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A common excuse that tai chi students make is that they don't have time to train at home between classes. This notion is based on a false understanding of yin/yang.
In order to get something, you have to give something. Our entire society is based on this, isn't it?
If you want a loaf of bread, you pay the shop and they sell it to you. You want to watch a movie, you set aside the time. If you want to get good at tai chi, you will need time to practice at home.
Therefore, if you want to practice tai chi at home, you will need to give something up. Make space. This may mean less TV. Less internet. It's your choice...
Little & often
Rather than train for a lengthy period of time, aim to practice little & often. 20-30 minute increments, with rest breaks in-between is ideal.
Instead of pushing your body hard and putting it under duress, just do a little exercise. Resting will keep your concentration sharp and offset fatigue.
Without long practice one cannot suddenly understand taijiquan.
Fundamentally, it is giving up yourself to follow others.
Most people mistakenly give up the near to seek the far.
It is said, "Missing it by a little will lead many miles astray."
The practitioner must carefully study.
not your own
Cherry picking has serious drawbacks. Our syllabus offers a balanced, step-by-step approach to gaining a thorough and comprehensive understanding of taijiquan.
Emphasising the parts that you like best or omitting the aspects you do not care for is self-indulgent and will lead to major gaps of knowledge and skill.
To gain power and skill in any endeavour, there must be commitment, teaching, sustained practice, focus, on-going improvement, refinement, corrections and a lot of hard work.
Self-discipline is a must. A taijiquan student cannot wield a blade or engage in combat successfully if their body is a mess and their mind is scattered.
Form is the main tool we use to discipline both body and mind; to bring harmony and order.
How do you move?
Form reflects the way in which you personally move in taijiquan. If your form is clumsy, then you are clumsy and that is useless for combat.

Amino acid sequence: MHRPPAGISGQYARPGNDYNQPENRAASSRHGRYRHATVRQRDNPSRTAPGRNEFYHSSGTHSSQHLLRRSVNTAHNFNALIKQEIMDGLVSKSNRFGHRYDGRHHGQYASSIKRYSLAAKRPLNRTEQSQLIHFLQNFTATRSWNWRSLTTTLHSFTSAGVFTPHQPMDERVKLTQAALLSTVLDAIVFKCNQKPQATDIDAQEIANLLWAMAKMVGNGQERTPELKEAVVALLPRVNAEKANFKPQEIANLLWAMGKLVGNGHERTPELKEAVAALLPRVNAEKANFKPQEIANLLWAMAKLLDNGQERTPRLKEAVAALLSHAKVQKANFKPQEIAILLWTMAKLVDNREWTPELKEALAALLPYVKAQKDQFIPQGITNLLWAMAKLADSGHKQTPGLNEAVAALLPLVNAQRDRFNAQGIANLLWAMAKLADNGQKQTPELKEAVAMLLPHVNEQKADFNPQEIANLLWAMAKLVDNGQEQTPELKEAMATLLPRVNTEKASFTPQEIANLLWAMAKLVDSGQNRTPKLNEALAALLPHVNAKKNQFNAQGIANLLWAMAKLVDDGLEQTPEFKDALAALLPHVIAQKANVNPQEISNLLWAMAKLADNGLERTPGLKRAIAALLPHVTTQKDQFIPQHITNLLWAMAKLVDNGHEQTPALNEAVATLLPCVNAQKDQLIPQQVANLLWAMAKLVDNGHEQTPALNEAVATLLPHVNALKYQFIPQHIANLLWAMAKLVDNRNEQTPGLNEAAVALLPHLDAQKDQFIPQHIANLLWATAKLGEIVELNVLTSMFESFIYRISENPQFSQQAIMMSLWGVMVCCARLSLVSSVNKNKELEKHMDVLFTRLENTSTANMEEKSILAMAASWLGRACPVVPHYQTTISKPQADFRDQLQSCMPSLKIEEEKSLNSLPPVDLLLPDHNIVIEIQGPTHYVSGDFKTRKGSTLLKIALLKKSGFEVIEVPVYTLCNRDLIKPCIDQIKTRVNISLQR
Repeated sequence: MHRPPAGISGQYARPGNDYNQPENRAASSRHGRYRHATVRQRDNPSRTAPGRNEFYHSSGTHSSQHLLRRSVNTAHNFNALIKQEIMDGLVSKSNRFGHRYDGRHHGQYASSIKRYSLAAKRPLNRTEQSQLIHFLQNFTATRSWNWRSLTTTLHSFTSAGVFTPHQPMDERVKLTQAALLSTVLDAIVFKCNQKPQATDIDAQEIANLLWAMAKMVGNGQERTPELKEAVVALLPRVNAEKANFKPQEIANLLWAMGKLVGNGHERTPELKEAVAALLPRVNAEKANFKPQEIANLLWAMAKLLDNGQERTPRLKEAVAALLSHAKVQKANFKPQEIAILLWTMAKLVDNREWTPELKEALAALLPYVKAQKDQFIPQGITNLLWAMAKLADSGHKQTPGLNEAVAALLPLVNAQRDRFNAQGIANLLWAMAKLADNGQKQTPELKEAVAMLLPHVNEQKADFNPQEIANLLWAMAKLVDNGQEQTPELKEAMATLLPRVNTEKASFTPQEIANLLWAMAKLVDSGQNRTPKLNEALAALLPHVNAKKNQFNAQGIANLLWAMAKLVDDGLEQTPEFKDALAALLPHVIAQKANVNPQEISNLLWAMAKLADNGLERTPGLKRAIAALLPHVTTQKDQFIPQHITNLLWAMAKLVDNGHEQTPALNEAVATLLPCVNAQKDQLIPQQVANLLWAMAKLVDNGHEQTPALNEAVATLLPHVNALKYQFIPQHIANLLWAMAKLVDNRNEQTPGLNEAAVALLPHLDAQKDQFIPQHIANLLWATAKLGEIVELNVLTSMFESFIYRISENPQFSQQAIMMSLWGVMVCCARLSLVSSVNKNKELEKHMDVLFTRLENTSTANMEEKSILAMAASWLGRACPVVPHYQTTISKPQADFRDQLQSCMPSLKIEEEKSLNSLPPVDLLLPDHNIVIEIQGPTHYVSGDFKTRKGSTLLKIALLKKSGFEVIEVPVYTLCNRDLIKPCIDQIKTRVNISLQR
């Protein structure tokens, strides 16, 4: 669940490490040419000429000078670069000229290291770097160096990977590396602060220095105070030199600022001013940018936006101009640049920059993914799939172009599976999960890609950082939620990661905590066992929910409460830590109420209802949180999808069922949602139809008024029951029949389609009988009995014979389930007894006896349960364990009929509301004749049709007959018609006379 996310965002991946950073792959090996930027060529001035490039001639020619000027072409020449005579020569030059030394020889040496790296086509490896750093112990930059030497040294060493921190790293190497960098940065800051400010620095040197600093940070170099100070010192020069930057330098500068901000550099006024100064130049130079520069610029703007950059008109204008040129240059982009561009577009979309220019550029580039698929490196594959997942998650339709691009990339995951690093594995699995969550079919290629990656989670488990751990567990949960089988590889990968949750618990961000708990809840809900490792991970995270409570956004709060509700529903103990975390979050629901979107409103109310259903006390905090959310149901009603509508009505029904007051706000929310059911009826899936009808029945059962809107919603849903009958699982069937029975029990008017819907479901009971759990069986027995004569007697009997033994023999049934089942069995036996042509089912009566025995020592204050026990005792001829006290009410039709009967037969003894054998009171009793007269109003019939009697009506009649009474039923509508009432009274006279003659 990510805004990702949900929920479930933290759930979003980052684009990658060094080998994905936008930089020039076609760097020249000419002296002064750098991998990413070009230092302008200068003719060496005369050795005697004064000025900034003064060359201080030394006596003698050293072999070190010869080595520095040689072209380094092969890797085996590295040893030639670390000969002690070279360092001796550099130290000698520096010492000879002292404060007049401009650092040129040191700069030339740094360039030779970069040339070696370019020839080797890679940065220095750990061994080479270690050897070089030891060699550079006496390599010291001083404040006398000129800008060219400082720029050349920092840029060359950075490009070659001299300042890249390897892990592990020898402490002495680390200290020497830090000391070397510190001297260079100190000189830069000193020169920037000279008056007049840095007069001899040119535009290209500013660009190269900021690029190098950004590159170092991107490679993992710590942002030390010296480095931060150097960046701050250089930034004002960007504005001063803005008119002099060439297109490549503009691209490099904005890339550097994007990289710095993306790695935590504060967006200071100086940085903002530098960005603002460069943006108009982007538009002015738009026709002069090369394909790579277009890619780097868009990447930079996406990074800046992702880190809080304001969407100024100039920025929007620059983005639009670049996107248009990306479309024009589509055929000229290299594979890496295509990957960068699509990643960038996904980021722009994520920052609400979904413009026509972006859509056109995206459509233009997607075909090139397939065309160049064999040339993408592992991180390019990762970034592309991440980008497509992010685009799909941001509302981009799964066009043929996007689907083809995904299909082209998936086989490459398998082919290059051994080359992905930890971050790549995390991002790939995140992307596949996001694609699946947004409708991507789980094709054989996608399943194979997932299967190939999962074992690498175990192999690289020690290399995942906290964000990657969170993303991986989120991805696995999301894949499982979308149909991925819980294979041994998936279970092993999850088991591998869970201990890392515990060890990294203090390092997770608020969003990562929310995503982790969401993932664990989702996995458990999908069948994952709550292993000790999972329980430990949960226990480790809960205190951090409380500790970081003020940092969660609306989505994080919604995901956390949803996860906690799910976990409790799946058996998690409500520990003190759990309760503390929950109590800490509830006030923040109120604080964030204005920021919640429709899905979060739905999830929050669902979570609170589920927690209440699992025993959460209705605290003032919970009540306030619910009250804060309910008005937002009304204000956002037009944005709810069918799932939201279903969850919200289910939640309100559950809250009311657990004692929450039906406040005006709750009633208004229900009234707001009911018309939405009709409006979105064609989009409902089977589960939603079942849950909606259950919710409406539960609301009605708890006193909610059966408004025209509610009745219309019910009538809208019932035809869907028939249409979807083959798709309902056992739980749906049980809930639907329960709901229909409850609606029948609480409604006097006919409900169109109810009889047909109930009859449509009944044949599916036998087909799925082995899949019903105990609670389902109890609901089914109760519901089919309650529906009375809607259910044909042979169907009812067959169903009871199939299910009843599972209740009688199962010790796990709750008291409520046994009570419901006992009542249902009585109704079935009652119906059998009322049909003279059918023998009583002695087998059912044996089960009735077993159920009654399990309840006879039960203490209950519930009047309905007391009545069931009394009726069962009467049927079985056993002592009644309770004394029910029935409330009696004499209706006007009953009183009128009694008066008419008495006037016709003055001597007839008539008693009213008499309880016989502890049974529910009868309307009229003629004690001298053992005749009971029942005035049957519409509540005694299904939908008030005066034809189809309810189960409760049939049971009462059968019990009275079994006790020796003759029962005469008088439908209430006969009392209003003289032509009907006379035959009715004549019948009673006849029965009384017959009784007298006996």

Your taijiquan must be fast, sensitive, alert, powerful and lively. The cat-like grace of taijiquan encourages agile, strong movement, excellent poise, high energy levels and a feeling of vigour.
Invest in form
Students normally underestimate the significance of form. Bad form = bad taijiquan. It is that simple. Your form highlights and determines how you move, how you use your body.
Invest as much time as you can in form practice. The better your form, the easier all aspects of the taijiquan will be to pull off.
One major advantage of consistent on-going home practice is the cultivation of muscle memory. Rather than having to recall every movement, the exponent's body knows where to go and what to do.
This is the first step in moving in a taijiquan way... What's the catch? To accomplish this, frequent, mindful practice is needed. There's no other way to attain this skill.
The more often your body performs taijiquan movements, the more likely it is to remember them automatically.
High repetition of qigong and taijiquan movements results in muscle memory. The muscles are familiar with how and where to move and the brain directs the action.
It will feel as though they moved by themselves. This is essentially no different to what happens when you drive a bicycle or a car.
However, with taijiquan you are learning long, complex sequences of movements/combat drills/applications, so the challenge is greater and more diverse. The advantage of muscle memory is habit.
You do not have to think as much. You can become immersed in the event itself.
I have recently being working
through form applications. Surprisingly, they all felt quite easy and
straightforward. They also worked very well. No difficulty at all. How come?
Daily form practice. Sifu Waller did not have to waste time correcting my form
during application practice. We could simply focus on the applications
themselves. Correct form meant smooth, powerful, controlled, effective
Page created 2 March 1995
Last updated 20 March 2020